Wednesday, May 18, 2011

Nettle Soup and Cloudberries

While we have been in Sweden we have been so well looked after by Michael and Carina.  Michael is Craig's colleague from the University of Gothenburg.  They have taken us to some great places and we have had some wonderful meals.  They are great foodies and even better company.  One such wonderful meal was had at their place on the Thursday of Easter, which for the uninitiated, should be called Maundy Thursday.  The meal was prepared in their new kitchen.  For those of you who are trendies - including my amazing children and their partners, balck and white kitchens are the rage here in the country of design. 
Carina is a keen and very good gardener.  Here she shows us her garden and you can see the glass conservatory at the back of the house.  Not a great garden photo as it was the beginning of Spring and nothing much had grown yet.

Before dinner we took a walk in the nearby forest where Michael and Carina go foraging for ingredients and, in this case for the nettle leaves for our first course, nettle soup.  They also pick lingonberries which are really lovely and used in a whole lot of sauces, both sweet and savoury.

In the woods, you sometimes see these little fellows, squirrels, with interesting haircuts.  This guy was actually snapped by Craig in our backyard at Konstepidemin

To make the nettle soup you pick the very tender top leaves off the nettle plants.  They become the green part of the soup, which is made with chicken stock.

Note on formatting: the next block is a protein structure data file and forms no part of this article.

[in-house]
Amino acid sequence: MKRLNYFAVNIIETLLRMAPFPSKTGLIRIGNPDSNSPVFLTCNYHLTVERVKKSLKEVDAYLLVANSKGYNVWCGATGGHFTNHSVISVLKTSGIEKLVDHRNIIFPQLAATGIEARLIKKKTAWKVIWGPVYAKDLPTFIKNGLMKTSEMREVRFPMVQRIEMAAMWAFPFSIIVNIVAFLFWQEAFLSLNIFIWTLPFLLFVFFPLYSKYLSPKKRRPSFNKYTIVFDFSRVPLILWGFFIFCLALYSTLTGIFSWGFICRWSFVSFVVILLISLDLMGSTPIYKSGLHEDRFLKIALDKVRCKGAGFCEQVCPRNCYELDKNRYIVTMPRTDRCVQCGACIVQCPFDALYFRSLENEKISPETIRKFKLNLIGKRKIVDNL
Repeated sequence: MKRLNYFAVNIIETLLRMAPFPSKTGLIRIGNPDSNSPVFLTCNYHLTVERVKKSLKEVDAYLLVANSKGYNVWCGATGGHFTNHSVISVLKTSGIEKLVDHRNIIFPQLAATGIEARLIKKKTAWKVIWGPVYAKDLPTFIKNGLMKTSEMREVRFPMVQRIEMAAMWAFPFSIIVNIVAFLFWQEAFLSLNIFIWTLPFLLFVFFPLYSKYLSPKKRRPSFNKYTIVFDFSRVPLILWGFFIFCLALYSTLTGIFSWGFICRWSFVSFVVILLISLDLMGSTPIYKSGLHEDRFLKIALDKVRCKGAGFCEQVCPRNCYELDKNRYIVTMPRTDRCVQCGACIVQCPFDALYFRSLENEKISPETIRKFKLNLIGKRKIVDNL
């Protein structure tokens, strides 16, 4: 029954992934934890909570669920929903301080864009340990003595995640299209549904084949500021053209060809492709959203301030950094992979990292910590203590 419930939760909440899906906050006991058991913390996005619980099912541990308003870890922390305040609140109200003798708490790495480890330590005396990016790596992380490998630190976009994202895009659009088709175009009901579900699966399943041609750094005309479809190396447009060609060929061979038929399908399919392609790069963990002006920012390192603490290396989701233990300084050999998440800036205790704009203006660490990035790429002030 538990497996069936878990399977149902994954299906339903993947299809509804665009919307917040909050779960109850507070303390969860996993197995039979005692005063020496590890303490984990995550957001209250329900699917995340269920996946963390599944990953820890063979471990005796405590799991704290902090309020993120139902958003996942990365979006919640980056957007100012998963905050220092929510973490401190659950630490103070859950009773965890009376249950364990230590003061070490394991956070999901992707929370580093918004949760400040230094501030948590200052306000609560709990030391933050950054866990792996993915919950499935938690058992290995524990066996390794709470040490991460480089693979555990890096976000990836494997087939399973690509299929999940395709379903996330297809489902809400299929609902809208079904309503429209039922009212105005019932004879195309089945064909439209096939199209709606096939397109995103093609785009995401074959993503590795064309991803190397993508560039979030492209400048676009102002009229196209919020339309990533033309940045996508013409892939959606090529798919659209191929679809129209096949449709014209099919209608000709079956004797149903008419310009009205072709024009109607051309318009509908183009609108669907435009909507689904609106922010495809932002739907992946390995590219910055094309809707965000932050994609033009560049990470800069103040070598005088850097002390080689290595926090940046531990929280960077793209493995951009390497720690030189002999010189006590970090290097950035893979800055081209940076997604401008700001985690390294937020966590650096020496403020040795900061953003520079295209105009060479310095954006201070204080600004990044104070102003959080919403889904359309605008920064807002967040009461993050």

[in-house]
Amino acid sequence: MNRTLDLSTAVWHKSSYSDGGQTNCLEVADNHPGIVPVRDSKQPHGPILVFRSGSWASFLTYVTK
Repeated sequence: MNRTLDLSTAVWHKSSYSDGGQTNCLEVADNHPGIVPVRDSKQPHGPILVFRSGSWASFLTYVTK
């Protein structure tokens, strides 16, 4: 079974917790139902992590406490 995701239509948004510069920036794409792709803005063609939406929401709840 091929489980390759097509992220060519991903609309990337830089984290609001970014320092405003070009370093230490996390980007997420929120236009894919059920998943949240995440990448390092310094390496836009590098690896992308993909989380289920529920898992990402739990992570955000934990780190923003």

Michael is about to eat his soup.

He told us that after Chernobyl, for ten years they could not pick the nettles.  The funny thing was that the government told people this the day after Michael and his mother had eaten a big bowl of the soup.  "But I am still here" he said with his usual wry grin.

The next course was pickled herring.  Three kinds.  We have become great fans of this staple Swedish dish.  The pickling is quite sweet and you must always eat pickled herring with boiled potatoes while drinking schnapps.  Several varieties.  Here is Craig with pickled herring, boiled potatoes and a glass of schnapps, looking very rosy faced.  Because we were leaving for Sotckholm the next morning, I had to give him a haircut for the first time ever so he is looking quite shorn.

The schnapps is shown above at the end of the table, including two of Michael's own concotions in the blue topped bottles.  Michael makes everything from scratch if he can and makes the best biskvit, which are biscuits filled with chocolate mousse and covered in dark chocolate.
Next was smoked salmon - again with boiled potatoes.  Michael and Carina are great at making sure we can try traditional dishes. Michael always tells us about a dish and says - "and it must be eaten with potatoes".  There are a lot of different varieties of potatoes in the supermarket and, tradtionally, each one must be eaten with certain meats.

We finished off the meal with the most amazing sauce on ice cream.  The sauce was made from cloudberries which only grow in the wild in northern Sweden.  They have a wonderful flavour which is hard to compare with anything we know.  Unfortunately, the schnapps must have caught up with us by this stage because I forgot to photograph the ice cream and cloudberry sauce - and I had two servings!

We have, as I said, shared many wonderful meals with our friends.  One of the more memorable was in a Gothenburg restaurant called Linne, which is decorated with Kosta Boda glass.  I have mentioned before that we are devotees of Kosta Boda glass, so this was a special treat.  And the food was great as well.

Here is a pic of Michael and Carina in front of an assemblage of faces by one of our favourite artists, Khell Engman.  (more about him in a later blog)

Adn some of the glass pieces.  Most did not photograph well on the I Phone.

When Craig's sister, Sue and her husband Colin visited us recently here in Sweden, we had yet another great Axelsson meal.  But I can't find the photos.